What it means is that if we have a FedCoin (or whatever they’ll call it), all transactions can be traced, no more tax evasion, no more cash, it will be an invasion of privacy of the highest order by law enforcement agencies, and we all lose freedoms. I am not a conspiracy theorist by any means, but the history of government involvement in money and currency leads me to believe that this time will not be different. Only the currency will have a different name and a different picture on it, but the story will remain the same…government takes on too much debt, government can’t pay debt, government debases currency, government defaults and monetary revolution ensues.
The United States and other countries are just waiting to see how the crypto story plays out. The private sector is in the midst of perfecting the next phase of currency history, and governments will take over soon enough. As soon as Uncle Sam comes in, FedCoin will be the only legally accepted cryptocurrency in the country, rendering all others useless and valueless.
In relation to gold, there are two points to ponder. One is that crypto is not a substitute for gold, even though some people may claim it is. It doesn’t share all the same properties as gold, even though it shares some, and it will be traceable by governments, whereas gold is not. In the short term, individuals may play the crypto market and make a killing on it or they may get killed on it.
The second point is that even though gold has temporarily lost its luster, the cryptosphere is indicative of what is coming for gold, as noted above. A growing number of people understand the complete farce of fiat currency systems, and that gold is the only true world currency alternative that outlasts everything. Afterall, there is over 5000 years of written historical record attesting to gold’s utility as both a currency and a store of wealth.
Back in May 2017, I laid out the case for owning gold. When I posted that blog it was 19 pages single spaced. We clearly don’t have the time for that much here, so I’ll just touch on the major points. If you want to see it, just click the link.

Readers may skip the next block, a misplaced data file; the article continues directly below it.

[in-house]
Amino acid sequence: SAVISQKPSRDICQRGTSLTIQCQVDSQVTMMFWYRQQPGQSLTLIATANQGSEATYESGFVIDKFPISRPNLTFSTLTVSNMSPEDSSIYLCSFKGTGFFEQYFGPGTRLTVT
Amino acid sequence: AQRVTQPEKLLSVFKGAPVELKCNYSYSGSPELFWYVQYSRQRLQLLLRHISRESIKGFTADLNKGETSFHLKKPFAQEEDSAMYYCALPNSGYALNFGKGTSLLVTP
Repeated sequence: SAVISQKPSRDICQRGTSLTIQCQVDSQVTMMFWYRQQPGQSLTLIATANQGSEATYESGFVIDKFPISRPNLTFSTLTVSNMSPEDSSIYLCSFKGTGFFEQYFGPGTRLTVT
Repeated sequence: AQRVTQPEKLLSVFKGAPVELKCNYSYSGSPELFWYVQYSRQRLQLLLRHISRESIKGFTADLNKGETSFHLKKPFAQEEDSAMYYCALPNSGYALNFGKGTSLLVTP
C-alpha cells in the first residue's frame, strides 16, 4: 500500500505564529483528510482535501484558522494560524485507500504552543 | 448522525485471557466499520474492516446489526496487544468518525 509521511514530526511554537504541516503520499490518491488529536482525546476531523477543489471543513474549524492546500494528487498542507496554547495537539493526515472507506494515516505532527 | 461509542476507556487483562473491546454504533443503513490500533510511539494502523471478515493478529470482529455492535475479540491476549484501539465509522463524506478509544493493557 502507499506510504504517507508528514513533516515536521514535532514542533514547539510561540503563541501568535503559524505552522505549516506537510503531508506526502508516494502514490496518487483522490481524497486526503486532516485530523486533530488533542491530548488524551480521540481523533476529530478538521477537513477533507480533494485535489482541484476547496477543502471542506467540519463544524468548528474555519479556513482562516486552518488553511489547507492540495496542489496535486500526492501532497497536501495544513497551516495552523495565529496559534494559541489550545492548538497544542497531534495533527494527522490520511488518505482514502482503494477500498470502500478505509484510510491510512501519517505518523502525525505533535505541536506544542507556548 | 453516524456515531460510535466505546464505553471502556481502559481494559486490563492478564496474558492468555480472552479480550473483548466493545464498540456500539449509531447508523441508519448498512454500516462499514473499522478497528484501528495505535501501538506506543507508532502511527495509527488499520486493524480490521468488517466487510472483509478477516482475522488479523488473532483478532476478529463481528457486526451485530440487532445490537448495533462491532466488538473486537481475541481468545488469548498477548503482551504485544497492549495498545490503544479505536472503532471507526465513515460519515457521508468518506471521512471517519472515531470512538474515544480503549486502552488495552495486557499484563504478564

Ok, so gold has an economic function as both a commercial/industrial metal and the more important function as real money. It’s used in electronics, satellites, jewelry, life-saving medical equipment, and much more. As money it is the only store of value that doubles as currency, and stands the tests of both time and geography. If you price anything in gold rather than your local currency, the value of everything in the world remains relatively constant for looong periods of time. Also, it is the one true safe haven asset in times of uncertainty and worse, during hyperinflation and war.
Next, gold does not pay dividends, and that is not why you own gold. Though I know of a hedge fund that now specializes in owning gold and receiving a return on your gold in more ounces. You own gold because 1) it hedges against inflation, and 2) it acts as portfolio insurance. Most importantly it functions as an asset to which there is no third party counter risk such as banks, stock exchanges, or governments. Also, gold is the only international currency because no matter where you go in the world, one ounce of pure gold retains the same value in all places and at all times.
Next is that gold can’t be printed like the cash in your pocket. There are costs to bring it out of the ground which are rising, and the world gold supply increases each year at about the same pace as population growth... 1.5-2.0%. Not only that but nearly the entire supply of gold ever mined is still in existence and still in use somewhere in the world, unlike other metals that typically end up in the garbage dump, such as copper, zinc, plastics, fabrics, and others.
At this time central banks around the world are becoming net buyers of gold…Russia, China, Turkey, India, and several other EM nations and Asian nations. This is because all the other central banks of the world, especially Western central banks, are in a race to the bottom to devalue their currency, hence, the reason asset prices in all categories have exploded in the last decade. See, if your unit of measurement becomes smaller and smaller, then you need more and more of those units to measure the same value of an asset like an ounce of gold, a single family home, farmland, or a painting. In addition to central banks becoming net buyers, the most reputable investors around the world are buying as well... George Soros, Li Ka-shing, University of Texas endowment fund, and many more.
And then there are several economic cycles all coming together at once, including the rise and fall of all fiat currencies including the dollar, the lifecycle of baby boomers, Kitchin waves, Juglar waves, the wealth distribution cycle, the stock market cycle, Kondratiev waves, and the East-West grand super cycle.